When it comes to craft beer we still have a lot to learn never mind catch up with the US where the craft beer scene is slowly re-inventing itself to cope with the major brewers all trying to get in on the act. But as Katie Canfield and Matthew Gaughan report from San Francisco by staying local then the true craft brewers will always have the edge on the big corporate brewers.
It seems Australia’s wine scene has gone full circle. From bringing the world exciting new versions of classic grape varieties such as Chardonnay and Shiraz in the eighties and nineties, it is now re-inventing itself as the country best placed for so called alternative, Old World grape varieties, particularly from Italy and Spain, to grow and flourish as next week’s Wine Australia Alternative Varieties Tasting hopes to show.
Let’s face it can be hard to get some customers to switch away from Pinot Grigio or a safe bottle of South American Merlot, never mind take the plunge with a natural wine that may not even taste like wine at all. So it’s some achievement to get 100s of restaurants and bars serving 1000s of bottles of natural wine to customers all over the county as part of Real Wine Month. Event organiser, Doug Wregg of Les Caves de Pyrene, explains how it all comes together.
South Africa’s development as a country that looked first to copy the classic winemaking styles of Bordeaux, Burgundy and the Rhone, before finding its own voice, its own identity is perfectly illustrated in Creation Wines. Situated in the heart of the cooler climate region of Hemel-en-Aarde, close to Hermanus, it is one of the leading producers of what you might call South Africa’s modern Burgundian wines, says Greg Sherwood MW.
As the UK still struggles to get people to spend more than £5 a bottle of wine in a supermarket or £20 plus in restaurants and bars, on the other side of the world the average price for a bottle of wine can sell at double that on some wines. But then wine after all is just like any other good, service, or event where some people are prepare to spend so much more. Price is very much in the eye of the beholder.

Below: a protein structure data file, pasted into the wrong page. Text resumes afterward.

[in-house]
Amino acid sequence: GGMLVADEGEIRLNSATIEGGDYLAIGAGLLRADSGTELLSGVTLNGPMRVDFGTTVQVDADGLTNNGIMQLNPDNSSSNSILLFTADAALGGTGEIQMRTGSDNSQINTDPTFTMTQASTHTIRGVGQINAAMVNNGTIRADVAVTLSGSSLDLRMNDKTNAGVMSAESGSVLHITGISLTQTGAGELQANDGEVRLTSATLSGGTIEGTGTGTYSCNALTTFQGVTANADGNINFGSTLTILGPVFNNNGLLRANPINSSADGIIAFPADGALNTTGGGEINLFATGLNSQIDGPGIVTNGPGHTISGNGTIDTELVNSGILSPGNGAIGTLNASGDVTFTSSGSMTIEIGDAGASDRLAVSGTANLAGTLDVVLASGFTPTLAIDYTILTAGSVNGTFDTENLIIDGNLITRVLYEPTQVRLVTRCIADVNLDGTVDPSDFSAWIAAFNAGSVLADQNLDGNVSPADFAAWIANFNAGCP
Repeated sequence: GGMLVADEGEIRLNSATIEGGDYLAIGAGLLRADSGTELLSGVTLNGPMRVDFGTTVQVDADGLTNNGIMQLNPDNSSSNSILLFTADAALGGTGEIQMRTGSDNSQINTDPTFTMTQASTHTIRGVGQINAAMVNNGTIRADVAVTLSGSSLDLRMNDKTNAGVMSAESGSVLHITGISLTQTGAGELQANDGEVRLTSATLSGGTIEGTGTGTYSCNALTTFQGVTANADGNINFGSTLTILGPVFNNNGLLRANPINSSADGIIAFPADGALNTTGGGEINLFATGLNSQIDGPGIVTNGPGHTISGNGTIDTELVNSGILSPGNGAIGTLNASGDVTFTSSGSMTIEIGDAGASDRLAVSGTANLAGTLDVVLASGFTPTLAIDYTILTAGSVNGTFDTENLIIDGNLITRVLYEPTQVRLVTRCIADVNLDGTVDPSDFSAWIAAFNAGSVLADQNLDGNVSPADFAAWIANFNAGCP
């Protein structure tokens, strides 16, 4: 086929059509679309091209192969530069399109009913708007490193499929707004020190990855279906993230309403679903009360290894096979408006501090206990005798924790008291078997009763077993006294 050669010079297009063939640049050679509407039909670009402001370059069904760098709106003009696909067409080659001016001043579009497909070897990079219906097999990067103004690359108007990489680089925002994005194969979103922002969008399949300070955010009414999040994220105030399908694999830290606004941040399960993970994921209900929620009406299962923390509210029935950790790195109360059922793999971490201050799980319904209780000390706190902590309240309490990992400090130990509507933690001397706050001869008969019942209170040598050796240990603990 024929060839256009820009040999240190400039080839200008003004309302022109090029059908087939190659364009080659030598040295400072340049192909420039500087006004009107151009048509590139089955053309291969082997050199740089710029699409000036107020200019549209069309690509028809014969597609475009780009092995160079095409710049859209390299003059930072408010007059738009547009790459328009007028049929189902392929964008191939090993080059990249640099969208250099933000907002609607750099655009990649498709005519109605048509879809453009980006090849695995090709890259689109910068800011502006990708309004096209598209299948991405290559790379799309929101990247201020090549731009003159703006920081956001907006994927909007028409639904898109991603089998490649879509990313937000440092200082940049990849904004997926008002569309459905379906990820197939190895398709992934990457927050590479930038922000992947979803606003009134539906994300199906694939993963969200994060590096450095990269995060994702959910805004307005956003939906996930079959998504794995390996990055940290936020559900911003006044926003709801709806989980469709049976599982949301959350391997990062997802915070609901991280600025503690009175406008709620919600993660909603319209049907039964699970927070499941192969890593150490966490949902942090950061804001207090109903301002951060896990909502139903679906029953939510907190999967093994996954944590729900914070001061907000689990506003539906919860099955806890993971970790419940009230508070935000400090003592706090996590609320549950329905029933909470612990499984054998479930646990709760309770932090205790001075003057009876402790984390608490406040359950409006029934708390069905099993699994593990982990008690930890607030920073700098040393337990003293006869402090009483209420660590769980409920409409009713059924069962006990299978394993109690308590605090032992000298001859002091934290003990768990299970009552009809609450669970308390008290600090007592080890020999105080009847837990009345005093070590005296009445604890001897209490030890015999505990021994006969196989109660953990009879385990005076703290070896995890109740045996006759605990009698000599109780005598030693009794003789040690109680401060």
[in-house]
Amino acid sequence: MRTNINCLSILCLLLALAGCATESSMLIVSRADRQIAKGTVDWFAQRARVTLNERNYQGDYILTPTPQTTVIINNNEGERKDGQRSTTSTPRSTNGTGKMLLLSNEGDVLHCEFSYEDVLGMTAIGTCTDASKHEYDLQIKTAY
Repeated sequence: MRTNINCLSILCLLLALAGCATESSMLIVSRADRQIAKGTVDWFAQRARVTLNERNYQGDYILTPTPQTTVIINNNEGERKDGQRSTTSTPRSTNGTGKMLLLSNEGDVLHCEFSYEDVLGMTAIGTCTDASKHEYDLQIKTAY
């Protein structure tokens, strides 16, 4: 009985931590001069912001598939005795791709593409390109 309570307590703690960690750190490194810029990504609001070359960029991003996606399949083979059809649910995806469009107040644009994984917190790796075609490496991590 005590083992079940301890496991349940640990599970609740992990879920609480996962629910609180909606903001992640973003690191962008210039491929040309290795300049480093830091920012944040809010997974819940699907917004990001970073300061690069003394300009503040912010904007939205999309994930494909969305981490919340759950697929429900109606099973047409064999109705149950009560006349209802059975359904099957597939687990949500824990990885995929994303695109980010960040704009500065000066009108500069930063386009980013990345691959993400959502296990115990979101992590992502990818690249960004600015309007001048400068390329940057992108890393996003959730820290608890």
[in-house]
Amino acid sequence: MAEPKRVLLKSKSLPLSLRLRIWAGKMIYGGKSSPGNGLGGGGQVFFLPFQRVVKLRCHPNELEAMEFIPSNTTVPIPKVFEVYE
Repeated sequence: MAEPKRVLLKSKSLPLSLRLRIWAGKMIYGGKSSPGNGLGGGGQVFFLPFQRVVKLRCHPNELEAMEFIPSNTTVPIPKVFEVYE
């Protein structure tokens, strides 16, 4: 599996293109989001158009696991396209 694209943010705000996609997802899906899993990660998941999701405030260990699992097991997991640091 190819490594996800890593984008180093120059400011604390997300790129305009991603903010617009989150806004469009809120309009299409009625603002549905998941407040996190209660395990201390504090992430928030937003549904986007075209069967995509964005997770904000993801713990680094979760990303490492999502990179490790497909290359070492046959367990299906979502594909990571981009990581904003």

The background buzz of conversation at last week’s London Wine Fair might have been around the big name distributors that weren’t there, but equally that left a lot more space for others, particularly, as Neville Blech of Wine Behind The Label discovered, wines from parts of the world not renown for their winemaking never mind trying to make it the most competitive marketplace in the world. It made for a far more diverse and interesting show.
Mike Turner applauds the efforts of Alliance Wine to showcase smaller scale wine producers trying to do things differently at a focussed trade tasting. There were Polish wines, top end Prosecco, Hungarian, Slovenian – all the usual suspects. With the prices of some wines a little higher than customers might expect from some regions, Mike also argues that this is a small price to pay for the level of quality and back-stories.
On paper Portugal has everything. Centuries of winemaking history and traditions, seemingly more indigenous grape varieties than actual people and a host of wines that pair beautifully with food. Yet it is in many markets outside its colonial past still to find its feet. Matthew Gaughan reports from San Francisco how it is finally beating its drum loudly in the US.
Away from Australia’s coast a group of winemakers are making idiosyncratic, cool climate wines in regions with high altitude. At a recent seminar at Australia House, Sarah Ahmed highlighted 12 wines from three regions to show the pluses and minuses of making wines in areas of higher altitude. But do these wines have a future in the UK on-trade? Nigel Floyd went to find out.
As the UK wine industry settles back in to normal life after the buzz of the London Wine Fair it is also time to reflect on some of the lessons that could be learnt there, and, in particular, how both wine producers and importers are having to cope and adapt to such a fast moving marketplace. At the front of those changes is Hallgarten Druitt which is putting new professional people and management skills at the top of its own change agenda.